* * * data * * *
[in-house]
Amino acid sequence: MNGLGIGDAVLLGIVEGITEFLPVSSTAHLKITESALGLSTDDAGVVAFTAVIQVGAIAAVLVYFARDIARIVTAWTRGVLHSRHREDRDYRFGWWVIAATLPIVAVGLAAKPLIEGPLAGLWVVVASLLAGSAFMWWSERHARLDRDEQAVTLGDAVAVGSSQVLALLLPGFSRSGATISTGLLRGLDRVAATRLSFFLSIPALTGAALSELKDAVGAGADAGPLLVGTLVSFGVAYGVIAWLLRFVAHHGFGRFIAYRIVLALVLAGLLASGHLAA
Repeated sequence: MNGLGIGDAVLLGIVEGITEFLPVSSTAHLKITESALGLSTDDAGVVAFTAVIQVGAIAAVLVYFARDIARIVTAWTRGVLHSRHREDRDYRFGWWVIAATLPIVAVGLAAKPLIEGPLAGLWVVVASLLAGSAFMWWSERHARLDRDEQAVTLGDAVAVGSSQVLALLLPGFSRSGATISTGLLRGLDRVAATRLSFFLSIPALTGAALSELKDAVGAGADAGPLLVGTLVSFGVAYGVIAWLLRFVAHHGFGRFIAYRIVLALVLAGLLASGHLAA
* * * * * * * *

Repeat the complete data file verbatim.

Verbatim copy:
[in-house]
Amino acid sequence: MNGLGIGDAVLLGIVEGITEFLPVSSTAHLKITESALGLSTDDAGVVAFTAVIQVGAIAAVLVYFARDIARIVTAWTRGVLHSRHREDRDYRFGWWVIAATLPIVAVGLAAKPLIEGPLAGLWVVVASLLAGSAFMWWSERHARLDRDEQAVTLGDAVAVGSSQVLALLLPGFSRSGATISTGLLRGLDRVAATRLSFFLSIPALTGAALSELKDAVGAGADAGPLLVGTLVSFGVAYGVIAWLLRFVAHHGFGRFIAYRIVLALVLAGLLASGHLAA
Repeated sequence: MNGLGIGDAVLLGIVEGITEFLPVSSTAHLKITESALGLSTDDAGVVAFTAVIQVGAIAAVLVYFARDIARIVTAWTRGVLHSRHREDRDYRFGWWVIAATLPIVAVGLAAKPLIEGPLAGLWVVVASLLAGSAFMWWSERHARLDRDEQAVTLGDAVAVGSSQVLALLLPGFSRSGATISTGLLRGLDRVAATRLSFFLSIPALTGAALSELKDAVGAGADAGPLLVGTLVSFGVAYGVIAWLLRFVAHHGFGRFIAYRIVLALVLAGLLASGHLAA